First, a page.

Ephesians 4:3

“Make every effort to keep the unity of the spirit thorough the bond of peace.”

Romans 14:19

“So let us concentrate on the things that make for harmony and the growth of our fellowship together.”

Any attitude that causes disunity is sin. 

Col. 3:15, I Cor. 1:10, 2 Tim. 2:14, Pr. 17:14, 2 Cor. 13:11, Phil. 1:27, 2:1-3; Col. 2:2, Phil. 4:2, I Pet. 3:8, I Cor. 14:33, John 13:34-35, 2 Tim. 2:23, Rom. 15:5-6, Rom. 12:16-18, Col. 3:13-14, Ps. 133:1

1 Corinthians 11:17-18

“(Often)…your meetings do more harm than good because I hear that when you come together as a church, there are divisions among you…”

IMPLICATION: A good structure promotes unity and downplays differences.

The Church is a family

1 Peter 3:8

“You should be like one big happy family, full of sympathy toward each other, loving one another with tender hearts and humble minds.”  (See also Gal. 6:10, Heb. 2:10-12, I Pet. 4:17)

1 Timothy 5:1-2

“Don’t reprimand a senior member of the church, appeal to him as a father. Treat the young men as brothers, and the older women as mothers. Treat the younger women as sisters…”


1 Timothy 3:4-5

“(A Pastor) must manage his own family well and see that his children obey him with proper respect. If anyone does not know how to manage his family, how can he take care of God’s church?

IMPLICATION: A good structure operates on the basis of relationships not rules.


The Church is a body
1 Corinthians 12:27, Ephesians 5:23, Ephesians 1:22-23, Colossians 1:18 and 2:19

We are a body! We are a living organism – not an organization!  

Romans 12:4-6

“Just as each of us has one body with many members, and these members do not all have the same function, so in Christ we who are many from one body, and each member belongs to all the others. We each have different gifts according to the grace given us.”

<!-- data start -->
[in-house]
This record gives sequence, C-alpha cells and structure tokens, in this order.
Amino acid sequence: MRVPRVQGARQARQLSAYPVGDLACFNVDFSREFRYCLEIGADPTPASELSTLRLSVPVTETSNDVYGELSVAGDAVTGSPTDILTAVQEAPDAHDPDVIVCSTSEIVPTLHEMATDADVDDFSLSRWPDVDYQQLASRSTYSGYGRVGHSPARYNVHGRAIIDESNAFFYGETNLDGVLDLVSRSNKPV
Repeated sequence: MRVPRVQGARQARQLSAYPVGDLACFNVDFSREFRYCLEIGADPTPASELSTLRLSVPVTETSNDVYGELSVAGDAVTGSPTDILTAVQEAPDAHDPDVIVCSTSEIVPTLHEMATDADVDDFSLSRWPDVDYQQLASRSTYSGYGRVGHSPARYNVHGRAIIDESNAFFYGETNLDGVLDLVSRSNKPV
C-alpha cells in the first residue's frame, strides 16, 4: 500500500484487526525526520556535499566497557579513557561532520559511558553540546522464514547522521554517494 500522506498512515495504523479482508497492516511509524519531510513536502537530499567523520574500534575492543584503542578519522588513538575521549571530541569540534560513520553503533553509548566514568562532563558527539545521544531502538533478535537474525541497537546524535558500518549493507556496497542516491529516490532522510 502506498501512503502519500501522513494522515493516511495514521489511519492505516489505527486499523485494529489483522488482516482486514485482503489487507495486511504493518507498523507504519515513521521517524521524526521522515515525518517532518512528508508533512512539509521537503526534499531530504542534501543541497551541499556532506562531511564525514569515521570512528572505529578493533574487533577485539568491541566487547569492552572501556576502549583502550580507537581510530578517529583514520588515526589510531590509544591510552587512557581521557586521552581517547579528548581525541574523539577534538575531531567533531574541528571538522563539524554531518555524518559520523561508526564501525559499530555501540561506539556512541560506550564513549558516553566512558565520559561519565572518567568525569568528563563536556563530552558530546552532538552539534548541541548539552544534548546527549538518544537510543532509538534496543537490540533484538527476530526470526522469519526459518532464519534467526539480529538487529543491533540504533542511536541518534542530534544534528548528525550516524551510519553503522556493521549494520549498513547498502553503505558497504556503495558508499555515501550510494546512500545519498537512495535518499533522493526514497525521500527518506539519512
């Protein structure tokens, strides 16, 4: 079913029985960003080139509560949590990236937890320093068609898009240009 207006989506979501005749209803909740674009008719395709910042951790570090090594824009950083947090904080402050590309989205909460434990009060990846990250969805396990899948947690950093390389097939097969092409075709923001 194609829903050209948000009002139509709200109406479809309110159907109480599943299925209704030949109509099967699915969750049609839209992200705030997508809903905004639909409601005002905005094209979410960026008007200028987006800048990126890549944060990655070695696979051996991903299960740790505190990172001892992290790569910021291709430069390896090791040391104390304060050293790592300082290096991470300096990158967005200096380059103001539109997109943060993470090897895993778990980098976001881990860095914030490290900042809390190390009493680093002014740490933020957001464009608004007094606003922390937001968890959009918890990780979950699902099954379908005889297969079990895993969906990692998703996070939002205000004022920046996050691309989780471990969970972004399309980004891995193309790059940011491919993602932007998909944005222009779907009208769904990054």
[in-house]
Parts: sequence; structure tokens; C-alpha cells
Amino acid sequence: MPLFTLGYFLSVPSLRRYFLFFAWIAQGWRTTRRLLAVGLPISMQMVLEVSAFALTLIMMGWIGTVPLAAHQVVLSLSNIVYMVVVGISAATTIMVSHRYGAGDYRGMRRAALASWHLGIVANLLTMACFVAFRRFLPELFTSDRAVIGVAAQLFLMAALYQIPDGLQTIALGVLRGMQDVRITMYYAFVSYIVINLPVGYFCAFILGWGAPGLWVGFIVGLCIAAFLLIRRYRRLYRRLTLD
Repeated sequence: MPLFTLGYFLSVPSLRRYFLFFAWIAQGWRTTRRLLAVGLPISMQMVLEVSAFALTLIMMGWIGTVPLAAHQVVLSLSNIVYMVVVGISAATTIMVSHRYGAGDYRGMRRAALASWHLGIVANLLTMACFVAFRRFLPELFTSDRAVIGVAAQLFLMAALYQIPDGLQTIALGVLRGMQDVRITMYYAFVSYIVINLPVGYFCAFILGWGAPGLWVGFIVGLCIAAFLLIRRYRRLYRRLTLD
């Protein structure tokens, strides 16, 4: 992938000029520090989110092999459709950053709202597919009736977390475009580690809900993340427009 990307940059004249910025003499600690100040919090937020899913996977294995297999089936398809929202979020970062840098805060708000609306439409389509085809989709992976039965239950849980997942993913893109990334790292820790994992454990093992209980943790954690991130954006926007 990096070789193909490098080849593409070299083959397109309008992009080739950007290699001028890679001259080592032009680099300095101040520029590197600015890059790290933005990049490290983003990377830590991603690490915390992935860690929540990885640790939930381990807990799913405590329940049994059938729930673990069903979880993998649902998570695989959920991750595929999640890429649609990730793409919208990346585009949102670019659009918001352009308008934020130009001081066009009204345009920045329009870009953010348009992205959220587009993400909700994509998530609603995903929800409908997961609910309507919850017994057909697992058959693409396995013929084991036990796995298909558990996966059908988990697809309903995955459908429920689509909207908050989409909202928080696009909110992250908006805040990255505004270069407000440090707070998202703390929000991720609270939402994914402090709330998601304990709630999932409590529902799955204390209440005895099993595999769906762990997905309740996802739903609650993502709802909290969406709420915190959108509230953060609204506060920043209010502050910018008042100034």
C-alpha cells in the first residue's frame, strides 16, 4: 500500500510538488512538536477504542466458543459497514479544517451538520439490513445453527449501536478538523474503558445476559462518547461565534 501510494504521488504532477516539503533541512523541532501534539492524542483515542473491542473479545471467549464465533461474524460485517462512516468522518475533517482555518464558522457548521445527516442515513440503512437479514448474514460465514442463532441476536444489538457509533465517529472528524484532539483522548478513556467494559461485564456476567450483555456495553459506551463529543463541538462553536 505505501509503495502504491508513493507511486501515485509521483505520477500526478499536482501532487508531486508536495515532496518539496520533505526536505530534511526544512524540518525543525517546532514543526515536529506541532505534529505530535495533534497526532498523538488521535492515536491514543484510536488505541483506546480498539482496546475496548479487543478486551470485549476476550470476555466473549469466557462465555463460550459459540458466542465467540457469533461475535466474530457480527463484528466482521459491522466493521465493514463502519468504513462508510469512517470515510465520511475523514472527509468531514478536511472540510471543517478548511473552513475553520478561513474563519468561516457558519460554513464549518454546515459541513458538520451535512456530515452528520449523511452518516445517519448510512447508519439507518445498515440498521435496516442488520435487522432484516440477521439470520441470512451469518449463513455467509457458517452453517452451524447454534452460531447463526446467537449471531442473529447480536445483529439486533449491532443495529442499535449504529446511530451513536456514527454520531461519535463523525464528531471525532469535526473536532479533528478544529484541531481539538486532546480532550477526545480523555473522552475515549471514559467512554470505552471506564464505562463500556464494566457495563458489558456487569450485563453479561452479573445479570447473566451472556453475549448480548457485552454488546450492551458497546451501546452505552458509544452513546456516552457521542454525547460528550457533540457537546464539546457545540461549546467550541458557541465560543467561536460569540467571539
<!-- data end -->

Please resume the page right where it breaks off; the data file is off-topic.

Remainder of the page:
In an organization, “maintenance” becomes the focus, but in a living organism, “ministry” is the focus.  

Ephesians 4:11-12
“God gave…some to be pastors and teachers to prepare God’s people for works of ministry, so that the body of Christ may be built up…”



The Church is a flock
Jesus’ favorite description of the Church: John 10:1-30, Matthew 26:31, Matthew 25:33 

Those who care for the Church are like shepherds.

John 21:16-17
“Jesus asked Simon Peter, ‘Do you really love me?'” “Yes Lord’, said Peter. Then take care of my sheep.”

I Peter 5:1-2
“To the elders I say…Be shepherds of God’s flock, serving as overseers…”

Three different terms are used in the New Testament to refer to the same church leaders:

  • “Poimen”:  Pastor or Shepherd
  • “Presbyters”:  Elder
  • “Episcopos”:  Overseer or Bishop

Acts 20:17-18, 28
“Paul sent to Ephesus for the elders of the church.  When they arrived he said to them…Guard yourselves and all the flock of which the Holy Spirit has made you overseers. Be pastors of the church of God…”


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Life And Liberty for All

liberty_bellJuly 4, 1776 is a day all patriotic Americans re­member as the birth of our nation. It was on that historic date that British colonies declared their in­dependence from England. On July 8, 1776, along with church bells throughout the colonies, the Lib­erty Bell peeled out the symbolic message of free­dom and independence. On the bell is found the inscription, “Proclaim Liberty throughout all the land unto all the inhabitants thereof.” The inscrip­tion is taken from the Bible, Leviticus 25:10.